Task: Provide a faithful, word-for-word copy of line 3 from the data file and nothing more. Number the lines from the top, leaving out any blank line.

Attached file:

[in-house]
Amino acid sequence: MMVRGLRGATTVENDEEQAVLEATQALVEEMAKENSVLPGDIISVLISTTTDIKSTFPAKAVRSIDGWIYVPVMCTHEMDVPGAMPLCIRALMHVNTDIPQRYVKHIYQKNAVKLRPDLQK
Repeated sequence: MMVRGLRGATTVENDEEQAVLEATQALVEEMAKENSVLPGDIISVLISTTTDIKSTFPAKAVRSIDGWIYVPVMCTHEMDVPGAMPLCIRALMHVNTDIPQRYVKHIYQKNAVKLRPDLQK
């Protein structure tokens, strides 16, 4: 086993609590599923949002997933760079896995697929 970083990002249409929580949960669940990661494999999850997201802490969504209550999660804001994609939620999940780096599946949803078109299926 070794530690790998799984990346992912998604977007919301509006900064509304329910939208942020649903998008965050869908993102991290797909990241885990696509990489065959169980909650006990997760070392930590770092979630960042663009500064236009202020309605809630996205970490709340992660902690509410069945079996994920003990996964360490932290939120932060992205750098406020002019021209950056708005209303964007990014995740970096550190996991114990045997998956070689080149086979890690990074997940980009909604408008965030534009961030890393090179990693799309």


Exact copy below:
Repeated sequence: MMVRGLRGATTVENDEEQAVLEATQALVEEMAKENSVLPGDIISVLISTTTDIKSTFPAKAVRSIDGWIYVPVMCTHEMDVPGAMPLCIRALMHVNTDIPQRYVKHIYQKNAVKLRPDLQK